Olympic Horseplay

Today's cuppa: Yorkshire Gold tea in the morning, and an afternoon trip to the coffeeshop for decaf Viennese coffee

Beijing_2008_logo_240 OK, just Googled for information on Olympic equestrian coverage and got inadvertently spoiled on the results of the three-day eventing competition, which I was planning to watch when I got home tonight.

I vote to call this the Spoiled Olympics, since the time difference between here and Beijing has made it nearly impossible to avoid results coverage, at least for someone who has to spend as much time online as I do.

If you care, here's what happened.

Spent a chunk of last night watching DVRed coverage of the cross-country middle phase of the three-day (first day, dressage; third day, show jumping). It was odd, mostly because the NBC commentators were in a studio in New York, talking about a feed from Hong Kong over which they had no control. It was kind of like the Olympics version of "Mystery Science Theater 3000."

However, I am grateful to be able to see the full equestrian coverage at all (it's mostly on Oxygen, with bits on USA and NBC. Click here for info on Zap2it). If you've never checked out equestrian sports, just consider these points: men and women of different ages and all sizes compete together; geldings, stallions and mares (but not colts and fillies, since sport horses tend to be much older than racehorses when they start competing) of different ages, sizes and breeds compete together. It's all about who can do the job, whether human or equine. I like that. And horses are pretty. I like that, too.

Disclaimer: In case you were wondering why I was watching this stuff in the first place, it's because somewhere during my career as an entertainment journalist, I also spent three years covering equestrian sports on weekends as a freelancer for a no-longer-published regional equine magazine in the Northeast. I covered show jumping -- which I fell in love with watching TV coverage of the fabulous gray Thoroughbred Gem Twist and rider Greg Best winning home team and individual silvers in the 1988 Summer Olympics in Seoul -- dressage, Thoroughbred racing, pairs carriage driving, the National Horse Show and a variety of other horsey subjects. I always joke that standing in the rain and the sun and the cold and the mud and the bugs and the horse poo at many outdoor shows was awesome training for the challenges of TV set and location visits.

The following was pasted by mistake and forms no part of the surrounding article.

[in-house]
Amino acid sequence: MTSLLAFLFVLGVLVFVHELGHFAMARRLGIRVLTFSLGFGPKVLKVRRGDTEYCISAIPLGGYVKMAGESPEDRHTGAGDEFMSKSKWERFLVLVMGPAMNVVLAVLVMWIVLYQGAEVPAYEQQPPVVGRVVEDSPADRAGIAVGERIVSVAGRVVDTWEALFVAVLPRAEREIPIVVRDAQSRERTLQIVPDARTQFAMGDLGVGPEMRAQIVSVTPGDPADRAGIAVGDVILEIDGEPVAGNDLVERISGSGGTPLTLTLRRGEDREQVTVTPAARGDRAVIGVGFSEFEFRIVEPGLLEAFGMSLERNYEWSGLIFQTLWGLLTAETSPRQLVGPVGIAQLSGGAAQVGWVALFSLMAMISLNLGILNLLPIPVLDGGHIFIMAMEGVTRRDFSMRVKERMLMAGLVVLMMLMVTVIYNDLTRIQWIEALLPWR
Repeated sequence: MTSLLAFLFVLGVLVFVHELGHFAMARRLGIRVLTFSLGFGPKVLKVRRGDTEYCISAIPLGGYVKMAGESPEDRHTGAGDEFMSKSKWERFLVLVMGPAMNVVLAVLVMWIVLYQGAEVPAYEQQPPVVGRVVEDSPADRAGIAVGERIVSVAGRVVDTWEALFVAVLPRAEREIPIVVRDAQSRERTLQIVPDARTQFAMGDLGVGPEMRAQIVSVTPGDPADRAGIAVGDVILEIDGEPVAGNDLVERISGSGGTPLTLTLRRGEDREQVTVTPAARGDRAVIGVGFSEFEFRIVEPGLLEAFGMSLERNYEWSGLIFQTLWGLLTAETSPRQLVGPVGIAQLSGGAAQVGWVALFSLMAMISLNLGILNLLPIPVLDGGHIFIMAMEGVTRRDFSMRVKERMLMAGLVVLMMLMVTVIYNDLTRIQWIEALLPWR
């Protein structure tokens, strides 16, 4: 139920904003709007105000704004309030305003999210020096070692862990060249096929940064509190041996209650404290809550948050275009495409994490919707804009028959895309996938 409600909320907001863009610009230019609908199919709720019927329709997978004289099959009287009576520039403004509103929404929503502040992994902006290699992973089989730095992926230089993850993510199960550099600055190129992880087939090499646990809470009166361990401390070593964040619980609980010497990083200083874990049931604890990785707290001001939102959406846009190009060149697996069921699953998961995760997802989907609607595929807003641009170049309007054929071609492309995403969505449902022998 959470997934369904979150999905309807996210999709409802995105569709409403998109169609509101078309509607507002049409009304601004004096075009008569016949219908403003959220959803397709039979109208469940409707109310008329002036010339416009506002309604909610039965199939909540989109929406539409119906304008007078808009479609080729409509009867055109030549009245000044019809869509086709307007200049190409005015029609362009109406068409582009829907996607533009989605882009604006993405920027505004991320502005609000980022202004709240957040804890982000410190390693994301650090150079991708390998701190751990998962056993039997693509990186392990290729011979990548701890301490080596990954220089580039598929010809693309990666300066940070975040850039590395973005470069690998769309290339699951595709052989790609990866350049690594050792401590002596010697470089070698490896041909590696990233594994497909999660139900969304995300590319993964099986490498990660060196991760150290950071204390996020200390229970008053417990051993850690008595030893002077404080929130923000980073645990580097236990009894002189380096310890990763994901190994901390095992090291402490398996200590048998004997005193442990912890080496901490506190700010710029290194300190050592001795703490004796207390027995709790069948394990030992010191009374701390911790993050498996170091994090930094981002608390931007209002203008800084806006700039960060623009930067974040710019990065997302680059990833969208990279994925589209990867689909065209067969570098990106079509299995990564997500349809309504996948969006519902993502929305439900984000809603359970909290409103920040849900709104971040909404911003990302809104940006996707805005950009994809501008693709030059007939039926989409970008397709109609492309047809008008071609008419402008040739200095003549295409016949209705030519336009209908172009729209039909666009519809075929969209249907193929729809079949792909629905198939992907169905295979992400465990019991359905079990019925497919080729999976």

I wasn't spoiled ahead of time on the results of the team mens gymnastics competition, but it ran so late that I just couldn't stay up. I put it on the DVR, but it ran over the stated finish time and was cut off prematurely, which I discovered to my chagrin this morning -- especially since I gave up my morning "Red Eye W/Greg Gutfeld" to watch. A day without the Halftime Report With Andy Levy is not a good day.

Worst of all, I'm a West Coaster, so I know this wasn't live while I was watching it. But NBC wants those primetime ratings across the country, so while I could have seen it all done and finished by 10 p.m. my time, instead I missed it. Same thing happens here for the Emmy Awards. At least we get most other sports events and the Academy Awards truly live.

End of whining (but, in my defense, I'm not the only one). Thanks for your attention. I now return you to the Beijing Olympics, already in progress.